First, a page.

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Child and Adult Care Food Program: Aligning Dietary Guidance for All
and an estimate of menu costs follow. Key terms used to explain the approach include the following:
Food items The names of the foods in the database, as listed by participating centers (e.g., orange juice, granola bar)
Food clusters (also called composite food items) 133 food item groupings, each of which represents several or many similar food items (e.g., orange juice, which also includes lemon juice and lime juice)
Weighted composite food groups (meal components) Specific groupings of foods that make up each meal component (e.g., fruit, milk, meat and meat alternates), weighted to reflect their frequency of use
The basic information on food items used by CACFP comes from data prepared for the committee’s use that recorded all items requested for reimbursement by family child care providers during two months: August 2009 and February 2010. The data on claims for food items offered through the program were compiled by a large CACFP claims processor that processes claims for more than 100,000 family day care providers to the central processing unit (Minute Menu Systems, LLC, 2008). The two months of data were combined to cover the large number of providers and any seasonal variation. The recorded data included the month of request, food item name (alphanumeric), meal (breakfast, lunch/supper, or snack), and food classification (fruit/vegetable; meat or meat alternate; grain/cereal product; or milk—the four current meal components) and number of servings reported for reimbursement.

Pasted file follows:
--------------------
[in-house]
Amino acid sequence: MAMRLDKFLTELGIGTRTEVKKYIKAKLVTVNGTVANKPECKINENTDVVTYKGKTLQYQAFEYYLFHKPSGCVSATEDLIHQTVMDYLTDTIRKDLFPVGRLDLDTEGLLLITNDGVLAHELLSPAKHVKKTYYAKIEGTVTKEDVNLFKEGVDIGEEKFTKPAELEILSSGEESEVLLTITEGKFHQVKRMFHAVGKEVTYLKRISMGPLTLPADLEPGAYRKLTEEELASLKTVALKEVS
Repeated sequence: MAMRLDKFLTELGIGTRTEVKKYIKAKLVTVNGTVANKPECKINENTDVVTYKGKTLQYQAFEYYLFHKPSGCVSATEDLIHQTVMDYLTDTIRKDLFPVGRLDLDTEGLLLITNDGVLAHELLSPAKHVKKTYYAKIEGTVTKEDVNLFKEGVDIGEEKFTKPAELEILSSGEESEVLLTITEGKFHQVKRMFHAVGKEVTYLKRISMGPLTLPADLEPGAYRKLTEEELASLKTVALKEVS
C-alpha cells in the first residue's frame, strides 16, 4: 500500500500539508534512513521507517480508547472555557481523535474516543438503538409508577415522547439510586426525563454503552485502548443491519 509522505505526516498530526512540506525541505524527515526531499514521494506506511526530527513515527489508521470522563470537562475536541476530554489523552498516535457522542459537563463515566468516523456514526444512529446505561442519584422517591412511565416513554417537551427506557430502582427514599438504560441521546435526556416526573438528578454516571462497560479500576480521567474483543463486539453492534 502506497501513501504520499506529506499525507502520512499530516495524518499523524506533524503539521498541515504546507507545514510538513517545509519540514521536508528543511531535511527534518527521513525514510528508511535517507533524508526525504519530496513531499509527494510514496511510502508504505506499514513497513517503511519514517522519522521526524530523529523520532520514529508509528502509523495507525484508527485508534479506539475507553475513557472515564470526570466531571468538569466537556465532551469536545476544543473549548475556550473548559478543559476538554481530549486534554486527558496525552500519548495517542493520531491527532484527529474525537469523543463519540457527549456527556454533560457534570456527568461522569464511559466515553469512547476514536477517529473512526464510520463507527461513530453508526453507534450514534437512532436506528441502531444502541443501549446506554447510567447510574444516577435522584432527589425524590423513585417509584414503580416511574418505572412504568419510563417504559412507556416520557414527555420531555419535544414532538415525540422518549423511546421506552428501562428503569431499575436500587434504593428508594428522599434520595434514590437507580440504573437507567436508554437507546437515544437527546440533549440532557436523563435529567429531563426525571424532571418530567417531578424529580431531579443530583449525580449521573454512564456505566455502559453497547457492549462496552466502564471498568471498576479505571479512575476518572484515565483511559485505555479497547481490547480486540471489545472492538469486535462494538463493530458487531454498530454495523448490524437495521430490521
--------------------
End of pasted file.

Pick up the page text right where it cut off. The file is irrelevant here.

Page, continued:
After sorting and cleaning the data, the food items were ranked by frequency of use. The more frequently used items, as explained below, were included in the food cluster. The selected food items were assigned U.S. Department of Agriculture (USDA) Food Codes (Food and Nutrient Database for Dietary Studies [FNDDS], version 2.0) (USDA/ARS, 2009). The food codes allowed matching the food items in the claims processor file to the foods in the Center for Nutrition Policy and Promotion (CNPP)/Food and Nutrition Service (FNS) (USDA/CNPP, 2009) food price series and to component nutrients (USDA Food and Nutrient Database for Dietary Studies [FNDDS]). The CNPP/FNS prices represent foods as eaten at home. The food prices include the cost of food acquired through retail market stores, but they do not include any value of labor used in preparation of the food. Foods included as servings in the database were for foods